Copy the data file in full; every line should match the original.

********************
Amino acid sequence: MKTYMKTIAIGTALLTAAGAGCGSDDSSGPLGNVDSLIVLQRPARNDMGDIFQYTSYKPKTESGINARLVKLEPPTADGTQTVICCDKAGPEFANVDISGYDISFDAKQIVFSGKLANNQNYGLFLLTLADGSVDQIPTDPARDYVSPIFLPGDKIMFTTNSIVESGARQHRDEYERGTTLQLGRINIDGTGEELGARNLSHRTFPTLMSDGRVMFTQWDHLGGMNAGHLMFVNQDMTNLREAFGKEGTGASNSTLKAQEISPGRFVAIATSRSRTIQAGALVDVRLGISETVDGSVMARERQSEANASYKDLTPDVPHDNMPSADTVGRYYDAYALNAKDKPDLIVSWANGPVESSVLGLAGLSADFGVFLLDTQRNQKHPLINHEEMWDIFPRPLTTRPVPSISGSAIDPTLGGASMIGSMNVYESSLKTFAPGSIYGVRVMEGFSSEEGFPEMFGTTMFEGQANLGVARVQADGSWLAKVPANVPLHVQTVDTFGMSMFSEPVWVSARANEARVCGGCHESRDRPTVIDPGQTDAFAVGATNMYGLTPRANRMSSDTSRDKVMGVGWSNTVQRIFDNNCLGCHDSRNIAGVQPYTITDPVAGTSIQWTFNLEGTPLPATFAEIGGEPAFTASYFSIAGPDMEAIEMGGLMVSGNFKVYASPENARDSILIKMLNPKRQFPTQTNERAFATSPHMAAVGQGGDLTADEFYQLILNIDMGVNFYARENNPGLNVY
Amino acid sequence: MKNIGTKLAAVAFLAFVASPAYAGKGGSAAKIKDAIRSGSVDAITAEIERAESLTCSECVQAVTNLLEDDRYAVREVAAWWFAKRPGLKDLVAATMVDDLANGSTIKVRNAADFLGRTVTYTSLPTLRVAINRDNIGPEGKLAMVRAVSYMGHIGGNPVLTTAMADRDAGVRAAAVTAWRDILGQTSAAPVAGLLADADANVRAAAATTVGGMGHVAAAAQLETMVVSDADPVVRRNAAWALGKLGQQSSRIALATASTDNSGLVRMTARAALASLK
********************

Amino acid sequence: MKTYMKTIAIGTALLTAAGAGCGSDDSSGPLGNVDSLIVLQRPARNDMGDIFQYTSYKPKTESGINARLVKLEPPTADGTQTVICCDKAGPEFANVDISGYDISFDAKQIVFSGKLANNQNYGLFLLTLADGSVDQIPTDPARDYVSPIFLPGDKIMFTTNSIVESGARQHRDEYERGTTLQLGRINIDGTGEELGARNLSHRTFPTLMSDGRVMFTQWDHLGGMNAGHLMFVNQDMTNLREAFGKEGTGASNSTLKAQEISPGRFVAIATSRSRTIQAGALVDVRLGISETVDGSVMARERQSEANASYKDLTPDVPHDNMPSADTVGRYYDAYALNAKDKPDLIVSWANGPVESSVLGLAGLSADFGVFLLDTQRNQKHPLINHEEMWDIFPRPLTTRPVPSISGSAIDPTLGGASMIGSMNVYESSLKTFAPGSIYGVRVMEGFSSEEGFPEMFGTTMFEGQANLGVARVQADGSWLAKVPANVPLHVQTVDTFGMSMFSEPVWVSARANEARVCGGCHESRDRPTVIDPGQTDAFAVGATNMYGLTPRANRMSSDTSRDKVMGVGWSNTVQRIFDNNCLGCHDSRNIAGVQPYTITDPVAGTSIQWTFNLEGTPLPATFAEIGGEPAFTASYFSIAGPDMEAIEMGGLMVSGNFKVYASPENARDSILIKMLNPKRQFPTQTNERAFATSPHMAAVGQGGDLTADEFYQLILNIDMGVNFYARENNPGLNVY
Amino acid sequence: MKNIGTKLAAVAFLAFVASPAYAGKGGSAAKIKDAIRSGSVDAITAEIERAESLTCSECVQAVTNLLEDDRYAVREVAAWWFAKRPGLKDLVAATMVDDLANGSTIKVRNAADFLGRTVTYTSLPTLRVAINRDNIGPEGKLAMVRAVSYMGHIGGNPVLTTAMADRDAGVRAAAVTAWRDILGQTSAAPVAGLLADADANVRAAAATTVGGMGHVAAAAQLETMVVSDADPVVRRNAAWALGKLGQQSSRIALATASTDNSGLVRMTARAALASLK